After hearing about my speeds, Nina wanted a few more runs on the Isonic. I ended up getting quite cold waiting for her, so I started to sail back to the launch, which was about 1.5 miles upwind. Since the wind kept picking up, getting back was reasonably easy and quick. I later looked at the GPS tracks of Hardie, who did more than 40 knots that day, and they confirmed that the wind picked up a few knots during and after our trip back. However, we were quite tired by the time we sailed back, and not quite sure how easy it would be to sail back upwind. I was definitely happy to have a few reserved left to manage the 7.0 m sail in gusts that must have been above 30 knots!

For the next day, the wind forecast had predicted a few more knots of wind, so we decided to drive out to the spit. It's just a 5 kilometer (3 mile) drive from the 5 Mile launch - but the road is "very interesting", with sand, huge potholes, and rocky areas. It took us 30 minutes to drive the last 3 miles!  But at least we now had the option to change gear whenever we felt like it.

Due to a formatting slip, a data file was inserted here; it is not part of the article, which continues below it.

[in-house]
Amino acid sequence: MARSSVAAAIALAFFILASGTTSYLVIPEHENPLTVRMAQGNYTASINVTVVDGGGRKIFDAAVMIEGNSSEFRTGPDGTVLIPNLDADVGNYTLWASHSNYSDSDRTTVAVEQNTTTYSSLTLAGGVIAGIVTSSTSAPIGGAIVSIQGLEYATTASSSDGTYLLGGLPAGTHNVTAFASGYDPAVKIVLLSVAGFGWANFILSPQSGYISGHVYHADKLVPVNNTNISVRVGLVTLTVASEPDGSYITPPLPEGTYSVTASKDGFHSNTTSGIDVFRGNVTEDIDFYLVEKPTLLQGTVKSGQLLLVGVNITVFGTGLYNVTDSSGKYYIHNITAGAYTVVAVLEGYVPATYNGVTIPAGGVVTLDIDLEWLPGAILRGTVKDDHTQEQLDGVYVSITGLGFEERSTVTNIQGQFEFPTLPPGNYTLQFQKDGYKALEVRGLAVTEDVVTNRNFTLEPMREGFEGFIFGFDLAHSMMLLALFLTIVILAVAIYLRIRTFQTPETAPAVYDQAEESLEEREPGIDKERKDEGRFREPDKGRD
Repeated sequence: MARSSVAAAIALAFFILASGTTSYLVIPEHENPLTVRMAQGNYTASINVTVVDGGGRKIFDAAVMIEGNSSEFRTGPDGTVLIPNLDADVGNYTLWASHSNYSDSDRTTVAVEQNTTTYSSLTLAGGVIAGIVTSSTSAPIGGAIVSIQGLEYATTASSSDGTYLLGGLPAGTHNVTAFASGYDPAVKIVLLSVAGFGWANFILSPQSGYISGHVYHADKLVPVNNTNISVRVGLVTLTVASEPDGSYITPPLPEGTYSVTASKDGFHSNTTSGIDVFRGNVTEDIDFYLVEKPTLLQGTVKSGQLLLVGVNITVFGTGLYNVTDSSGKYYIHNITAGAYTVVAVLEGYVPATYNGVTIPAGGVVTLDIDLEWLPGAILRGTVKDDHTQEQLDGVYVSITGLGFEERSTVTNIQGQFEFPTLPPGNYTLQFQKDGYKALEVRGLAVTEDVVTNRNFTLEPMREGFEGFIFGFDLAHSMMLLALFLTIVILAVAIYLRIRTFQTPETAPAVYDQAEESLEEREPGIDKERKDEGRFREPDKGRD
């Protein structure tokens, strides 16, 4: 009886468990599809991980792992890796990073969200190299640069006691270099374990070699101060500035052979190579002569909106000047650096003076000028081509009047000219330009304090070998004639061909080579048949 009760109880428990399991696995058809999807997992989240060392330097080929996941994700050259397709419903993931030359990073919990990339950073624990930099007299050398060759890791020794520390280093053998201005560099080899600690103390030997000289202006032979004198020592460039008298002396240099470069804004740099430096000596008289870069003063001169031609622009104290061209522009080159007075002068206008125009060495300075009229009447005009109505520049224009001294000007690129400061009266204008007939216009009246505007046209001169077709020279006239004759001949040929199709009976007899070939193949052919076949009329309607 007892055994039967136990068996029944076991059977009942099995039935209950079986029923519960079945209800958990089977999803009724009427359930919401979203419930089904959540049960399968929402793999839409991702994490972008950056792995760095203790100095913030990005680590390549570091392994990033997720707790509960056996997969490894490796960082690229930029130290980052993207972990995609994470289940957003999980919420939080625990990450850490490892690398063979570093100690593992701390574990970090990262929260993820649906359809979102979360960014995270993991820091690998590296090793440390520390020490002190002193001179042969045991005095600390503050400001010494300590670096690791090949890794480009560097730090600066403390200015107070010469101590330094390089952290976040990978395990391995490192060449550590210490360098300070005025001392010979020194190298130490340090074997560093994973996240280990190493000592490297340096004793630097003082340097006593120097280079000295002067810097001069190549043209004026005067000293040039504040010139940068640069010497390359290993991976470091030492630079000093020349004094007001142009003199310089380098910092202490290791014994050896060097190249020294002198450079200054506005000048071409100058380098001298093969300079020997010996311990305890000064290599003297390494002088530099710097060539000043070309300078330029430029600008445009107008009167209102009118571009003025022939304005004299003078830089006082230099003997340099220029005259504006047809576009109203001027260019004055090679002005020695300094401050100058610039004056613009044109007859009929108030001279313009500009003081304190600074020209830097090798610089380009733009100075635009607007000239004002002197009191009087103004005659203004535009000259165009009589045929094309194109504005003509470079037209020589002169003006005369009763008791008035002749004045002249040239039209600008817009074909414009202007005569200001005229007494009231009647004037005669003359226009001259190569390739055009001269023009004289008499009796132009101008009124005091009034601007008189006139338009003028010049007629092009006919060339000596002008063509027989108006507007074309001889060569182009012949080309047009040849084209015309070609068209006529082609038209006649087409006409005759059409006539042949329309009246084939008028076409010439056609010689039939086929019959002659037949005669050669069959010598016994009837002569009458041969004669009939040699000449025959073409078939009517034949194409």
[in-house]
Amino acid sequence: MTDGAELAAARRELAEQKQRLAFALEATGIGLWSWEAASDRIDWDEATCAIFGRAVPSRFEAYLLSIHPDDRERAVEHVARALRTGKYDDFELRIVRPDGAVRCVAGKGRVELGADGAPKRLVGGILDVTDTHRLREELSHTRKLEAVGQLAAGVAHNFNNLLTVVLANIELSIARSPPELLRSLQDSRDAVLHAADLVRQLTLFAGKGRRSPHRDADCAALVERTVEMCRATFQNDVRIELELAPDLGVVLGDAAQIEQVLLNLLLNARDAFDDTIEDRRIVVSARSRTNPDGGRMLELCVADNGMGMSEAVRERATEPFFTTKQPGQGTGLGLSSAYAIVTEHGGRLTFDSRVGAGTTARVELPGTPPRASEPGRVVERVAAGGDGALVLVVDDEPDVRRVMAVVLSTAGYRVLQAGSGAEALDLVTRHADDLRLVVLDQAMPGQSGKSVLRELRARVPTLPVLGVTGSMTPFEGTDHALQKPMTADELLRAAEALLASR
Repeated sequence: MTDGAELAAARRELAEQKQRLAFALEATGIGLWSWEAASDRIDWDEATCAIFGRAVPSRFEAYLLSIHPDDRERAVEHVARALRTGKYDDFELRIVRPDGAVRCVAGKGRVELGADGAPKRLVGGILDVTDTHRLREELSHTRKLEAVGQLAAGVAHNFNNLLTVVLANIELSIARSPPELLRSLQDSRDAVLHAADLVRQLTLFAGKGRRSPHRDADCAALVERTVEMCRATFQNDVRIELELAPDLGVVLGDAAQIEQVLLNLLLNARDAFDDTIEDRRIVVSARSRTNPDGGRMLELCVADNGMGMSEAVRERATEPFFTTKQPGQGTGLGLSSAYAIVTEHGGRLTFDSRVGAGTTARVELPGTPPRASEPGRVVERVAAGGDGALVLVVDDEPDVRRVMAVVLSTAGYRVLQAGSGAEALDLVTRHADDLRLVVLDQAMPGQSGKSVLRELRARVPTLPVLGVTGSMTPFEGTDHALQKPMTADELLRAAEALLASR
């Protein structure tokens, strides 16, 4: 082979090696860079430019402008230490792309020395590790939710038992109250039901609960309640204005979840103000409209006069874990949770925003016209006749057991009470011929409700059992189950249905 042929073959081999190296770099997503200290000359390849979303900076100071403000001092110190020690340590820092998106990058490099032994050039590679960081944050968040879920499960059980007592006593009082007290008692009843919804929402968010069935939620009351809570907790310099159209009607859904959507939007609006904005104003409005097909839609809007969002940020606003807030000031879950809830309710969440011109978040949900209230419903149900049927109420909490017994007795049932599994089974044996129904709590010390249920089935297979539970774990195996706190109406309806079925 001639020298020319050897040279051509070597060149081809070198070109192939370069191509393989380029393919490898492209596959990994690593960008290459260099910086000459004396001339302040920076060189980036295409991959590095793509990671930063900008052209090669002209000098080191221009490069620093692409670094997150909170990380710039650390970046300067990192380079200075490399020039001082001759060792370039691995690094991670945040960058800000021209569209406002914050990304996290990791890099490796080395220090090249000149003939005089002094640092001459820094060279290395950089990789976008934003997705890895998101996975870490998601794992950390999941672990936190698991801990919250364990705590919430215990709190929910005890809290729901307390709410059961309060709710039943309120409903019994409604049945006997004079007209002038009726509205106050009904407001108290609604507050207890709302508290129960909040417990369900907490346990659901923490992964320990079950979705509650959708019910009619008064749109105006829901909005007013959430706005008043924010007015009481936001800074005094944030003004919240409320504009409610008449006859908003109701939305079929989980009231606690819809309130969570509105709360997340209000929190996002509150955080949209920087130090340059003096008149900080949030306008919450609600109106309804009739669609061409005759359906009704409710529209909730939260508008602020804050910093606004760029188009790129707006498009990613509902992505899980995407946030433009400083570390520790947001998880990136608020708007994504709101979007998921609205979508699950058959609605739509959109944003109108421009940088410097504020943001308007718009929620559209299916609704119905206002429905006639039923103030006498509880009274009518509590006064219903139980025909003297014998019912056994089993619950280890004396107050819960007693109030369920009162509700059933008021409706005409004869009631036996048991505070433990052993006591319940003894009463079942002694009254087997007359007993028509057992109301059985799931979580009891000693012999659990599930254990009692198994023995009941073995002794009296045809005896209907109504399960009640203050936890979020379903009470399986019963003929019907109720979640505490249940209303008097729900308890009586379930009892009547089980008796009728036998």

I went out first on the 7.0/89 combo, and quickly got a top speed of 34.5 knots. The wind seemed to be picking up, and both local expertise and the forecast predicted an increase, to I quickly rigged down to the 6.3. Unfortunately, the wind had other plans, and stayed perhaps 5 knots weaker than the day before, so I had a hard time even getting 34 knots again. But the water in front of the speed (below in the image above) was just a few inches above the weeds - tons of fun to go back and forth in! I tried to improve my 1 hour personal best, but had a few problems jibing, so ended up 0.8 knots short of my PB. Nevertheless, these three hours of going fast for a couple of kilometers each run in "chop" than ranged from about 1 inch to maybe 3-4 inches were some of the best hours I even spend on a windsurf board. The SSE-SE wind was a lot steadier than the gusty SW-WSW wind we had on our first day of sailing at Lake George! Even Nina, who usually gets bored going in a straight line after a minute or two, sailed back and forth with a big grin on her face for hours, and ended up improving her 1 hour PB without really trying. After these two days, we both understood why windsurfers from all over Australia come to Lake George!